COUNCIL taxpayers face a rise of at least nine per cent following Durham County Council's low grant settlement.

Last year the council levied a 14.8 per cent increase - the biggest of any English county - in its share of the bill householders for local services.

But hopes that the Labour Government's shake-up of the Tory-established council funding system would benefit this region have been dashed.

A nine per cent rise would add about £50 to the £551 the county council gets from households in Band A properties. The rise in Band D would be £74 to around £902.

District council, police authority and, in some cases, parish council precepts, which may well increase, have to be added to the total council tax bill.

This year the council's overall grants increase was 6.6 per cent, ranking it 25th of all 34 county councils.

The average was 7.3 per cent but affluent counties further South got far bigger increases.

Wiltshire topped the list with 11.8 per cent, followed by Cambridgeshire with 11.5 per cent and Warwickshire with 10.6 per cent.

The council, despite having an ageing population and some of the country's poorest neighbourhoods, fared even worse with its social services increase.

It came 30th with a rise of only 4.6 per cent, compared with table-topping Wiltshire's 15.4 per cent, Buckinghamshire's 14.6 per cent and third place Cheshire's 13.9 per cent. The average was 8.5 per cent.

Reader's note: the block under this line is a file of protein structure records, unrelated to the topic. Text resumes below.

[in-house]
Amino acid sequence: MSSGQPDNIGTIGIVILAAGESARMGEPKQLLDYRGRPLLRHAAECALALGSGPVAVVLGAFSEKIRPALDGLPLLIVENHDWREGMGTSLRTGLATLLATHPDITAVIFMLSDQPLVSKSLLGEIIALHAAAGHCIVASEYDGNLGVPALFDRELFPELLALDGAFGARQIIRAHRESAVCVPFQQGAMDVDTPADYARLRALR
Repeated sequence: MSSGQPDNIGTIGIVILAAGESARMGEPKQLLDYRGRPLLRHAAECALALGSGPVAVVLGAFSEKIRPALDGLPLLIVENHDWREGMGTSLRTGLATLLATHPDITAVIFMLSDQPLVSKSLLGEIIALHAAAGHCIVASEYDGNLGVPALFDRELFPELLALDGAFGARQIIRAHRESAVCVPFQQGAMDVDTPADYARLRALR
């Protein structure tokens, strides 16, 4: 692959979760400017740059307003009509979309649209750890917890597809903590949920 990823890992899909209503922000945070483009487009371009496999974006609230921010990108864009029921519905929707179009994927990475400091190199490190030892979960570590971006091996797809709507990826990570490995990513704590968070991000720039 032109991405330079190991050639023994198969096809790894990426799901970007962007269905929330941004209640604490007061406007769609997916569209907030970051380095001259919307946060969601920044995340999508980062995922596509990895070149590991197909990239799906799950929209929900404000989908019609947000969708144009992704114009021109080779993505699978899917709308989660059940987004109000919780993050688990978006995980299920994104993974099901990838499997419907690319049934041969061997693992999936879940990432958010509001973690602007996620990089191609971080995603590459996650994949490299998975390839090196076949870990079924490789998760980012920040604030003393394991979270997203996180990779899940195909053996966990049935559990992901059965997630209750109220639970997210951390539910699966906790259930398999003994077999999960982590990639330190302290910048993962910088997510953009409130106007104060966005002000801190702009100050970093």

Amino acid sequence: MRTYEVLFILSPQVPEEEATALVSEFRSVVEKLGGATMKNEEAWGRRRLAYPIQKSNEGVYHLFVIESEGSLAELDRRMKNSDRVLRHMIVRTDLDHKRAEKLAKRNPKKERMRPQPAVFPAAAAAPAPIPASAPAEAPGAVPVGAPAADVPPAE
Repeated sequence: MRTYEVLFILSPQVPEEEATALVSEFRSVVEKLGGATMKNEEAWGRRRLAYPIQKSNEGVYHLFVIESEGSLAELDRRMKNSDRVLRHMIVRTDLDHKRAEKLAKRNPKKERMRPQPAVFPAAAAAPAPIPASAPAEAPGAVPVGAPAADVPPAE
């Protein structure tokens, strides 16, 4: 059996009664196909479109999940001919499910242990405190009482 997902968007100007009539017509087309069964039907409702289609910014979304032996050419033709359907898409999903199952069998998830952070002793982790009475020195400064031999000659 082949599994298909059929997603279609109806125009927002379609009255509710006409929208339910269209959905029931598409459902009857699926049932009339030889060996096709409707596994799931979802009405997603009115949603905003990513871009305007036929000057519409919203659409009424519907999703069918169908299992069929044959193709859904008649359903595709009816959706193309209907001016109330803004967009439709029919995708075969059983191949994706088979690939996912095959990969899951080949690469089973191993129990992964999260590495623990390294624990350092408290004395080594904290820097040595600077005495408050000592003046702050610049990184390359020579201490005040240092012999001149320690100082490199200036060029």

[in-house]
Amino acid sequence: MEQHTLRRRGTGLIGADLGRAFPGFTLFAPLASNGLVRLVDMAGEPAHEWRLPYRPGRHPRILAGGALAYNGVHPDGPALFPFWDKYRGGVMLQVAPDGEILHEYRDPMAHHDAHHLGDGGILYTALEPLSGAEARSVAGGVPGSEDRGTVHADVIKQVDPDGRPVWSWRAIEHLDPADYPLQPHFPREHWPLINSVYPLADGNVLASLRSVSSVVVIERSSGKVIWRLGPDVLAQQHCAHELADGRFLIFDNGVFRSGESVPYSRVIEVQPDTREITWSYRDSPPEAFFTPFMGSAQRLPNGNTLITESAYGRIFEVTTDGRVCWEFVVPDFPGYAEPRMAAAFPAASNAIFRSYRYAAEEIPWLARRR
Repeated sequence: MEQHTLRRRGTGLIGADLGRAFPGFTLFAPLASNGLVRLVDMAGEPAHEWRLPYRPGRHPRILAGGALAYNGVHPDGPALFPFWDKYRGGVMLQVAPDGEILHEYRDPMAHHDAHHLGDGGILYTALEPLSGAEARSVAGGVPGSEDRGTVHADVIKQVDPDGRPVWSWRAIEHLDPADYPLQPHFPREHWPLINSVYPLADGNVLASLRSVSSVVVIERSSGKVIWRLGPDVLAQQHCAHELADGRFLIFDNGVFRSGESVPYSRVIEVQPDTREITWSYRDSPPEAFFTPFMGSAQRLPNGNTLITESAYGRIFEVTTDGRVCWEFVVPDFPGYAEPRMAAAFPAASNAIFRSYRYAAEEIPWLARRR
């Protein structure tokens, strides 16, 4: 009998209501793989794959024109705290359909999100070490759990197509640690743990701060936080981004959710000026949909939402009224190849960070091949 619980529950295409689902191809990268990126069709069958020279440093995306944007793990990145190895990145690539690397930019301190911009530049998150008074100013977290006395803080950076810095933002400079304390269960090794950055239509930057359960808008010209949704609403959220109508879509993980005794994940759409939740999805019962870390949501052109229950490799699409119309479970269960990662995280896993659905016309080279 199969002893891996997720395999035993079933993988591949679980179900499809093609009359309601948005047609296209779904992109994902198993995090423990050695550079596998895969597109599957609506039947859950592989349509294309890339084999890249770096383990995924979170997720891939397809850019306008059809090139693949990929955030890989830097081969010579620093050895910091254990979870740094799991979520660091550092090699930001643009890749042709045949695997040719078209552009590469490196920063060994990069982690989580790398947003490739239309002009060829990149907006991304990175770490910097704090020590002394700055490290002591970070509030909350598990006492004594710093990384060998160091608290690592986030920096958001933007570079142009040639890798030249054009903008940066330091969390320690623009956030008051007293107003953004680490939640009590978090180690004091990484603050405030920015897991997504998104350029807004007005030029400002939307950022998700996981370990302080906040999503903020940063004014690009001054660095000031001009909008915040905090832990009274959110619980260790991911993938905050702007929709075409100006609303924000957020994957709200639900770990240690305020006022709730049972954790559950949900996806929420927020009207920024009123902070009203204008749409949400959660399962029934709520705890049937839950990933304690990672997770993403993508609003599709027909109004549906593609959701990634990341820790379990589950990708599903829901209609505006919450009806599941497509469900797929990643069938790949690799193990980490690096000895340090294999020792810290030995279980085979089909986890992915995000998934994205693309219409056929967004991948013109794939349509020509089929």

Spending options leading to a council tax increase ranging from five per cent to 16 per cent are being investigated.

The council's Labour leader Ken Manton said: "As councillors we are trying to hold the increase back to the top end of single figures although there is pressure from officers for 15 to 16 per cent.

"This review of local government finance hasn't delivered the improvements for County Durham that we were led to believe that it would.''

The council would also face £100 daily fines for hospital 'bed blocking' by elderly patients unless it could find them beds in nursing homes. This would have to be funded by the council taxpayer unless the Government gave more money.

He said the council's 'bafflingly low' social services settlement did not take account of the needs of the county's large elderly population.

Cuts in services and job losses could follow unless the Government increased funding in its final settlement next week.

The council has lobbied Local Government Minister Nick Raynsford and North-East MPs for more money.